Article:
Saturday, July 09, 2005

Going to the School of Prophecy

It seems like every blog I read, someone is talking about some school of poetry, whether it’s some new school of sincerity or an older vicious one. Of course there’s Quietude and the recently discovered Novelty. There’s the New York School and maybe even the Duluth School for all I know. So, today, I begin a new one. The School of Prophecy.

It’s an open school. Anyone is welcome. It’s neither traditional nor avant-garde; classical, modern nor post-modern; metrical nor free; although it can be all, and I suppose neither at all. It is also little concerned with revision. If not ‘first word best word’, then it is close to ‘first word or two, best or near-best words’.

But it is concerned with prophecy. That does not mean fortune-telling. But it does mean attention to the present, or an awareness of the subconscious moment. For that sensitivity to the intuitive is the real genius that can be called divination. We know much more than we think we know…, I think.

6 comments:

Dr J said...

How things change, and how things remain the same (so Ecclesiastically): your post reminds me of Sidney reminding his readers of the vatic dimensions of poetry, and the (potentially-problematic) menage-a-trois of vision, poetry, and capital-T Truth.

Hmmm, what's that bit about seeing (and really one should probably add "hearing") through a glass, darkly? I imagine Emily D. would have some incisive remarks on this.... They'd certainly be better ones than I can provide.

Greg said...

I'm uncomfortable with the T word. Although I understand I'm hinting at it here. And Emily does advise us to tell it all but tell it slant. As for seeing through a glass darkly, well Paul certainly wanted us to believe that. The Church can only see it any other way. Still I'm not arguing that we can know it all. Some capital T truth. Just that we know more than we think we do. Intuition. The basis for profound revelations. That light bulb effect. We just don't listen, or see, in the light of day. So in that way, I accept Paul's understanding. But we can try to cleanse that glass and see through it translucently.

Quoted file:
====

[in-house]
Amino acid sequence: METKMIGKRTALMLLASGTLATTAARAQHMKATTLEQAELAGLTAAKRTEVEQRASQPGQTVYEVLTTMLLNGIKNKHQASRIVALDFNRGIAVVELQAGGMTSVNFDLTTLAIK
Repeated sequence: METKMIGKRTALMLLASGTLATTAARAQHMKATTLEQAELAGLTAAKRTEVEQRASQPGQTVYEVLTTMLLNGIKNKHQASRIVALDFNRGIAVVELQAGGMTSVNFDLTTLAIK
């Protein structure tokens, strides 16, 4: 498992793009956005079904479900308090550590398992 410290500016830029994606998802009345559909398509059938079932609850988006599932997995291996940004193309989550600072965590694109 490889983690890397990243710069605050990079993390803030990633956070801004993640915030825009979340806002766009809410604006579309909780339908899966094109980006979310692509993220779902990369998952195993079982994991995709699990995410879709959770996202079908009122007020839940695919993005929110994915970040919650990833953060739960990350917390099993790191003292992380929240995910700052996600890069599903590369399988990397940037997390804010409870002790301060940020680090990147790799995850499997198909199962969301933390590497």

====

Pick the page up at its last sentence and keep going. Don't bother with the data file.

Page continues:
Dr J said...

Glass, or-- as Elizabeth Bishop reminds me-- isinglass? For some reason, I've always thought that an image of genius.

I, too, am uncomfortable with the T word, but the whole point of an idea of prophecy is the broaching of a yet unrevealed truth (at least to the person "perceiving" it). As for trying to cleanse that glass (isin- or not) and attempting to see through it translucently: we agree, even if sometimes the task is somewhere between being Sisyphian and Diogenous. That's not an excuse to abdicate the task, but merely an awareness of what the task may sometimes, and usually does, involve, at least for me.

A pleasure, as always, Greg. Yours remains one of the few blogs of which I know very much worth reading. Cheers.

Mark said...

I wish I'd have had the time this week to write something in regard to the notions that you put forth above Greg.

I'm very interested in the idea of poetry as a kind of "other" speech, very much in keeping with glossollalia and prophecy. The classical image of the sybilian (sp.?) oracle receiving speech from the gods in the form of gibberish which was then translated into comprehensible prophecy (in iambs, I think) by the temple priest. Our contemporary SoQ/P-A dialectics in some respects deal with whether or not we need or do not need said interpreting priest.

I don't have an answer for that.

In regard to poetry literally, as prophecy, I wrote a poem in the fall of 2000 called "Above Ground Zero," also that fall I wrote a poem with the line "Who ever sees the shadow of a plane from the ground?" In it. It still gives me the chills to think about that poem and that line!...

Greg said...

Mark,
that's an interesting observation about contemporary SoQ/P-A dialectics being somewhat about that interpreting priest. i like that. your comments on your poems and lines are also facinating (love to read them). bob dylan is such a prophetic songwriter. his 'love and theft' came out on 9/11/2001 and i swear it's a prophetic work:
Judge says to the High Sheriff,
"I want him dead or alive
Either one, I don't care."
almost quotes W verbatim.

Renee Wagemans said...

These prophesy poems are really neat and beautiful poems. Nice work.
I think to be a real prophet you have to listen with your inner ears to Gods holy spirit, and to learn not to mix what you hear with too much of your own. And that is not so easy for we all like to hear ourselves don’t we?

Abba


No
Selah
dogma, I
do go to God
to lay as I was drawn to new era.
Dewed, are we not? ‘N ward saw, I say a
lot; do go to
God. I am.
God, hale,
Son.